3) You will use! Some smart phone apps or websites have a bunch of great features that allow you to track your activity, diet, sleep, etc. But if you rarely or never check that app or go to the website, then it will not be very helpful for you in accomplishing your goal. Make sure however you choose to track your activity is something you will use. Paper and pen may be old fashioned, but it’s also very easy to use!

Last week, we had your family track your activity levels on a worksheet. This week we are providing a similar tracking worksheet, but this time we encourage you to write you and your child’s goal(s) on the top and track how often you both are working toward that goal! Do you prefer to use a smart phone app to track your goals? Check out some of the ones below:

Strides: Allows you to track anything you want, has reminders to hold you accountable, & displays charts to keep you accountable

MyFitnessPal: Can be accessed by a smart phone app and website. It allows you to track exercise and diet goals and offers a community to share exercise and food diaries with.

Apple Health: this is preloaded onto iPhones and allows tracking of activity, sleep, mindfulness, and nutrition. This also shows stats at a glance and recommends an app from each category.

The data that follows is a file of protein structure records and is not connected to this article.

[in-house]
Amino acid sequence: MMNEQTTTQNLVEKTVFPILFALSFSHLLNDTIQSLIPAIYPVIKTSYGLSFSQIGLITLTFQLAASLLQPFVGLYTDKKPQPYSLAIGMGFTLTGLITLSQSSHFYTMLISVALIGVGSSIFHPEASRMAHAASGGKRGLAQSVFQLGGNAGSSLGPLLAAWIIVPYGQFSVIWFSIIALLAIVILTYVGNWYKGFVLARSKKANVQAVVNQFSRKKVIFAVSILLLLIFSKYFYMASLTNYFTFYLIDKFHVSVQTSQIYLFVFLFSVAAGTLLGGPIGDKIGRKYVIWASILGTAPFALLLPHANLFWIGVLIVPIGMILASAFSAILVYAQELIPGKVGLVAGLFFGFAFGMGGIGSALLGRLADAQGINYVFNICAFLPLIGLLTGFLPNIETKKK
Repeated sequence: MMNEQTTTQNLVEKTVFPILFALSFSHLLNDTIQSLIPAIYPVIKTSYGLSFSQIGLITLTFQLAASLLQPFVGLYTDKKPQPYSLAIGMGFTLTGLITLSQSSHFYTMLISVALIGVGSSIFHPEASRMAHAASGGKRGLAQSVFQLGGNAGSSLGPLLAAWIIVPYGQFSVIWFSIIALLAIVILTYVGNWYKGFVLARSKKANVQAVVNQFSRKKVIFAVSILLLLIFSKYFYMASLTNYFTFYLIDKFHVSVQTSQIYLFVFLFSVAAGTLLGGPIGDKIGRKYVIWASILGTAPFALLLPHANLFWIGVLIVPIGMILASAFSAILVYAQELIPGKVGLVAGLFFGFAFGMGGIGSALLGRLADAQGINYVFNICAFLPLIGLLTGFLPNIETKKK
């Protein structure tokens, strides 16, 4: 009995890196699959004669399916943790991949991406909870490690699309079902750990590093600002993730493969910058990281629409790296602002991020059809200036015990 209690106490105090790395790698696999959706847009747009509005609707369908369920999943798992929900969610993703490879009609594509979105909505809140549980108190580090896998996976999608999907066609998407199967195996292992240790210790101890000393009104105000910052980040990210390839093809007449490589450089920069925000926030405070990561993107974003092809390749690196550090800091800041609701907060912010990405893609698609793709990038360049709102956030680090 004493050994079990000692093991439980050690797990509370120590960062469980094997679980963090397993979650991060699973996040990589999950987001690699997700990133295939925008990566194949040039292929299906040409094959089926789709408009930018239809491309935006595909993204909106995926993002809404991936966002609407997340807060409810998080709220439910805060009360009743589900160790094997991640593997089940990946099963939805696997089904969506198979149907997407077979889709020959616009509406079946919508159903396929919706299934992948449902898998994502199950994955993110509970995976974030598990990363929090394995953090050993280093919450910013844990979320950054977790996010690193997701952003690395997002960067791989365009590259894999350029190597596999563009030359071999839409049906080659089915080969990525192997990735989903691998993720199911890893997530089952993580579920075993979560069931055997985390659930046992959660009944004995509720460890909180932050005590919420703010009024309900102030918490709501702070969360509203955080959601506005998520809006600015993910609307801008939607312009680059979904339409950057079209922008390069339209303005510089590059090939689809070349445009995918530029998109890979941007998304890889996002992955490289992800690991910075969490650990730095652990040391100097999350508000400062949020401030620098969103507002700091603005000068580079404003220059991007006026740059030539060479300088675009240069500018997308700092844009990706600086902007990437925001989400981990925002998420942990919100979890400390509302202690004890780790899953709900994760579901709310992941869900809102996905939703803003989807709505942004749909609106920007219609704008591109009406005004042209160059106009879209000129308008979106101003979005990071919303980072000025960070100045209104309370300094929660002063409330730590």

Goal Setting Worksheet
Download PDF • 105KB

Family Activity Corner 

We hope you and your child will focus on developing goals this week that motivate you to become more active and track those goals with the provided worksheets.

If you’re looking for other ways to be active with your child, this is a great time to be active outside and enjoy the fall weather! Did you know that common yard tasks, like raking up leaves, can count toward physical activity goals? There are many ways to take advantage of the outside weather and be physically active, like:

· Take your child on a jog to look at the colors of the changing fall leaves

· Take a family walk around a pumpkin patch

· Encourage your child to take in the nice Fall breeze with a bike ride or skate in your neighborhood or a local park

· Play a game outside like kickball or basketball

Brain Breaks: Help your child practice getting up and moving by using the ideas below. These can be done together, or you can encourage your child to do them by themselves.

· Have your child check out this PE at home video: Go to YouTube and search PE at Home: “4 Spot Exercise” Challenge or click this link

· Try this challenge with your child! Go to YouTube and search PE at Home: “Bop it” Challenge or click this link

COVID-19 Updates 

Visit the Stay Active Website for more information and resources

Contact us with any questions or concerns related to the Stay Active Program: